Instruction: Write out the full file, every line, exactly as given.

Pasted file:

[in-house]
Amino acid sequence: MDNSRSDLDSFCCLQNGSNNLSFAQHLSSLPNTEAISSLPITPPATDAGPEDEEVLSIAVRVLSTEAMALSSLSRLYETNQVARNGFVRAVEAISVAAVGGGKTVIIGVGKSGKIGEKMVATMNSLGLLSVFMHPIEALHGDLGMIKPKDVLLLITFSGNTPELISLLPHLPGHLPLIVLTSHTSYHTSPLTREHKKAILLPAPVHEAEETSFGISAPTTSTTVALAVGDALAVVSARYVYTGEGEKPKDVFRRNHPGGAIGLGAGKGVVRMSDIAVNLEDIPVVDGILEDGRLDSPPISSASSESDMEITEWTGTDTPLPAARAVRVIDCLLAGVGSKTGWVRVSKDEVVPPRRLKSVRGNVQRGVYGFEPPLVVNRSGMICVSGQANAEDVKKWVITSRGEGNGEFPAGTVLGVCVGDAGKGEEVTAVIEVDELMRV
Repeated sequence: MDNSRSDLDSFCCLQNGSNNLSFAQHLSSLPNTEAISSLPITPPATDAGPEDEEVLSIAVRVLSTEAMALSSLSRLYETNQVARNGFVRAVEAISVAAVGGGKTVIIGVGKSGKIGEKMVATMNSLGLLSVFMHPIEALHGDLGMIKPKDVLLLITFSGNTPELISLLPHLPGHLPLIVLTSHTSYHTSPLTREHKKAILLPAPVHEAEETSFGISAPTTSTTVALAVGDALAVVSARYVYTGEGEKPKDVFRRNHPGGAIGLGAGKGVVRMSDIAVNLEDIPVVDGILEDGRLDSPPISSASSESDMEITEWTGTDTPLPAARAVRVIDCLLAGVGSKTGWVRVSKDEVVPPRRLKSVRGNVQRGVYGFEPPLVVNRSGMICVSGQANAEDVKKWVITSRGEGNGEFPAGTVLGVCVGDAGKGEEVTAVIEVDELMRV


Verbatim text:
[in-house]
Amino acid sequence: MDNSRSDLDSFCCLQNGSNNLSFAQHLSSLPNTEAISSLPITPPATDAGPEDEEVLSIAVRVLSTEAMALSSLSRLYETNQVARNGFVRAVEAISVAAVGGGKTVIIGVGKSGKIGEKMVATMNSLGLLSVFMHPIEALHGDLGMIKPKDVLLLITFSGNTPELISLLPHLPGHLPLIVLTSHTSYHTSPLTREHKKAILLPAPVHEAEETSFGISAPTTSTTVALAVGDALAVVSARYVYTGEGEKPKDVFRRNHPGGAIGLGAGKGVVRMSDIAVNLEDIPVVDGILEDGRLDSPPISSASSESDMEITEWTGTDTPLPAARAVRVIDCLLAGVGSKTGWVRVSKDEVVPPRRLKSVRGNVQRGVYGFEPPLVVNRSGMICVSGQANAEDVKKWVITSRGEGNGEFPAGTVLGVCVGDAGKGEEVTAVIEVDELMRV
Repeated sequence: MDNSRSDLDSFCCLQNGSNNLSFAQHLSSLPNTEAISSLPITPPATDAGPEDEEVLSIAVRVLSTEAMALSSLSRLYETNQVARNGFVRAVEAISVAAVGGGKTVIIGVGKSGKIGEKMVATMNSLGLLSVFMHPIEALHGDLGMIKPKDVLLLITFSGNTPELISLLPHLPGHLPLIVLTSHTSYHTSPLTREHKKAILLPAPVHEAEETSFGISAPTTSTTVALAVGDALAVVSARYVYTGEGEKPKDVFRRNHPGGAIGLGAGKGVVRMSDIAVNLEDIPVVDGILEDGRLDSPPISSASSESDMEITEWTGTDTPLPAARAVRVIDCLLAGVGSKTGWVRVSKDEVVPPRRLKSVRGNVQRGVYGFEPPLVVNRSGMICVSGQANAEDVKKWVITSRGEGNGEFPAGTVLGVCVGDAGKGEEVTAVIEVDELMRV